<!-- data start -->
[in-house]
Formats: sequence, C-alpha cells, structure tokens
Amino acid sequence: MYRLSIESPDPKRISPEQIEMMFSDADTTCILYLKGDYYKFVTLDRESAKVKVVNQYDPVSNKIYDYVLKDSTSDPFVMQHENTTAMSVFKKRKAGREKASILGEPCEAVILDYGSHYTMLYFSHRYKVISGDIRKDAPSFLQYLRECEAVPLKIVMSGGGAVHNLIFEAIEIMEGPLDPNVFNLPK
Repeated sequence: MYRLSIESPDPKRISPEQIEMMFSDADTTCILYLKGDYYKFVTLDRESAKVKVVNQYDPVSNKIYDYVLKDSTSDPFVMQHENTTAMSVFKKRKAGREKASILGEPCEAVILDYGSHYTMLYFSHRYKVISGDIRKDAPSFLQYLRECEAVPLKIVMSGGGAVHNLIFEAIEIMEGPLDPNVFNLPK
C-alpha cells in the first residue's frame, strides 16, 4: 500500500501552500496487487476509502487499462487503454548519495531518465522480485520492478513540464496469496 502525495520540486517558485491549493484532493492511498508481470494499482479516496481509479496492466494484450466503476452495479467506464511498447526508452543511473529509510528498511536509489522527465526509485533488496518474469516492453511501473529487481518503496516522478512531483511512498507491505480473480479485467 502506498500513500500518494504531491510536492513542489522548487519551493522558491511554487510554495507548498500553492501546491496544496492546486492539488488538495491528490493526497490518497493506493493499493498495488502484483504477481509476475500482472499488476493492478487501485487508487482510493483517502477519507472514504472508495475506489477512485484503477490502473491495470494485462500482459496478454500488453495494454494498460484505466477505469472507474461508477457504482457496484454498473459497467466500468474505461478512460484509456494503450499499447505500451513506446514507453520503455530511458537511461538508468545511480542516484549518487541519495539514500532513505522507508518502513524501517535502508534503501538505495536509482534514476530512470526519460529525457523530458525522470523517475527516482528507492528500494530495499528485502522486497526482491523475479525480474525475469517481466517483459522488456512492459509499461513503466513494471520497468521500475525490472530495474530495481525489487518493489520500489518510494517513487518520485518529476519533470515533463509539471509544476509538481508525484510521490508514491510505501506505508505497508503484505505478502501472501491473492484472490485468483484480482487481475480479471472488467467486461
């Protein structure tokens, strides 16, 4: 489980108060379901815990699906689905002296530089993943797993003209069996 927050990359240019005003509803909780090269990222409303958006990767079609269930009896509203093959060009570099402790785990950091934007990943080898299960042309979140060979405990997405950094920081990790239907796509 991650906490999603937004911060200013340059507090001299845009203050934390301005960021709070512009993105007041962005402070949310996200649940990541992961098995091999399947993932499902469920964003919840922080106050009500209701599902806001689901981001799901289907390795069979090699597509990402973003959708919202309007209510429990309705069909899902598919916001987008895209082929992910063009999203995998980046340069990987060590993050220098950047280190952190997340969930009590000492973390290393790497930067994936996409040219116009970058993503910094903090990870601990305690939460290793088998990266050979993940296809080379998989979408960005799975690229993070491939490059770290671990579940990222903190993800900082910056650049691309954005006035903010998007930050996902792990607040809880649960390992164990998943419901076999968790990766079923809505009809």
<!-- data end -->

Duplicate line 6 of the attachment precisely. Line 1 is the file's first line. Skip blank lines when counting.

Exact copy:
């Protein structure tokens, strides 16, 4: 489980108060379901815990699906689905002296530089993943797993003209069996 927050990359240019005003509803909780090269990222409303958006990767079609269930009896509203093959060009570099402790785990950091934007990943080898299960042309979140060979405990997405950094920081990790239907796509 991650906490999603937004911060200013340059507090001299845009203050934390301005960021709070512009993105007041962005402070949310996200649940990541992961098995091999399947993932499902469920964003919840922080106050009500209701599902806001689901981001799901289907390795069979090699597509990402973003959708919202309007209510429990309705069909899902598919916001987008895209082929992910063009999203995998980046340069990987060590993050220098950047280190952190997340969930009590000492973390290393790497930067994936996409040219116009970058993503910094903090990870601990305690939460290793088998990266050979993940296809080379998989979408960005799975690229993070491939490059770290671990579940990222903190993800900082910056650049691309954005006035903010998007930050996902792990607040809880649960390992164990998943419901076999968790990766079923809505009809």